In 1975, an immigration policy was implemented which focused on multiculturalism as an important element in Swedish society and was based on the principles of equality, freedom of choice and partnership. ‘Equality’ represented the intent to give immigrants the same standards of living as the rest of Swedish society and ‘freedom of choice’ represented initiatives by the government to ensure that immigrants of ethnic and linguistic minority groups would be given a genuine choice between retaining their cultural identity or taking on a Swedish cultural identity. Lastly ‘partnership’ represented the mutual benefits of immigrant and minority groups working together with the native population (Ålund & Schierup 1991).
This policy also allowed foreign citizens the right to vote in local elections, but not national elections (Ålund & Schierup 1991). Rather Sweden introduced dual citizenship in order to allow previously non-Swedish citizens the ability to vote in national parliamentary elections (Westin 1996). Equality, freedom of choice and partnership allowed immigrants the ability to access the welfare state benefits while at the same time maintaining their cultural identities (Ålund & Schierup 1991 p.3). This multicultural policy also intended to prevent the occurrence of ethnic conflicts and the formation of segregated immigrant communities within Sweden. This policy was considered proof that Sweden was becoming a multicultural society (Westin 1996).
The 1975 immigration policy was primarily aimed at the integration needs of southern European labour migrants. However by the time this policy had been passed, the majority of immigrants to Sweden were not labour migrants. This was as a result of the 1973 oil crisis which reduced the need for the recruitment of foreign labour to Sweden as unemployment levels rose and immigrants were not able to find jobs as easily as native Swedes (Geddes 2003). Rather, refugees from developing countries became an increasingly large group within Sweden from the 1970s onwards, and consequently family reunification increased measurably as well. This resulted in organisational problems in Sweden due to lack of qualified translators and language teachers (Geddes 2003).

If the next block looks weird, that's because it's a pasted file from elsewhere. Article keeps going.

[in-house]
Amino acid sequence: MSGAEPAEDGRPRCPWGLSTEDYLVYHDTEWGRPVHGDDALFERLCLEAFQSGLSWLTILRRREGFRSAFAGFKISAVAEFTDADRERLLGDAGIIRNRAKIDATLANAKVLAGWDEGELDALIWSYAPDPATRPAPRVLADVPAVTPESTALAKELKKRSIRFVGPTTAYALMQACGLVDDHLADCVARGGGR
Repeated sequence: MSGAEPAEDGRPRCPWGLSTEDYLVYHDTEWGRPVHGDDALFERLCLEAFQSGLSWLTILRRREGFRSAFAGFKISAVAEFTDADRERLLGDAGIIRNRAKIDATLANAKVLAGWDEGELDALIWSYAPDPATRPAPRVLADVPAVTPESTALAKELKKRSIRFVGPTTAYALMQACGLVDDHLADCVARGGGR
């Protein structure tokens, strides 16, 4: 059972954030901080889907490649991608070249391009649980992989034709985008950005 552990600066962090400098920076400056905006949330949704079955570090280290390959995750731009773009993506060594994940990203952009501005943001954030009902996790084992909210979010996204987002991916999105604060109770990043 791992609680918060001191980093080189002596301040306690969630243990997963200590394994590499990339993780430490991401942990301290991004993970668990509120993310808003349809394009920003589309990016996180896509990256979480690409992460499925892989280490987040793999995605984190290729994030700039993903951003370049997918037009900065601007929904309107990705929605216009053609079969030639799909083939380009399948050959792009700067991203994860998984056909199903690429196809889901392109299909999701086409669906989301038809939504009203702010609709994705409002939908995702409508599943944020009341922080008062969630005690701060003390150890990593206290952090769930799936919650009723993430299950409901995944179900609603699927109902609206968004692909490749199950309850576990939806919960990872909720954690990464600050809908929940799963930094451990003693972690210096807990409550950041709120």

During the 1980s asylum seekers arrived in Sweden from Iran, Iraq, Syria, Turkey, Somalia, Kosovo and a number of Eastern European nations with numbers reaching upwards of 20,000 to 30,000 a year (Lemaître 2007). After 1985 Swedish immigration policy began to shift away from a multicultural focus to one that was based around Swedish language learning and culture.
For those of you would would like to read about this is more details, I’ve included my references:
Geddes, A 2003, The Politics of Migration and Immigration in Europe, Sage Publications, London.
Lemaître, G 2007, ‘The Integrations of Immigrants into the Labour Market: The Case of Sweden’, OECD Social, Employment and Migration Working Papers, No. 48.
Malm, T 2005, ‘The Impact of Immigration on Europe’s Societies: Sweden’, The European Migration Network.
Migrations Verket, ‘History of The Swedish Migration,’ The Swedish Migration Board.
Westin, C, 2006, ‘Sweden: Restrictive Immigration Policy and Multiculturalism’, Centre for Research in International Migration and Ethnic Relations, Stockholm University.
Ålund, A & Schierup C 1991, Paradoxes of Multiculturalism – Essays on Swedish Society, Avebury, Aldershot.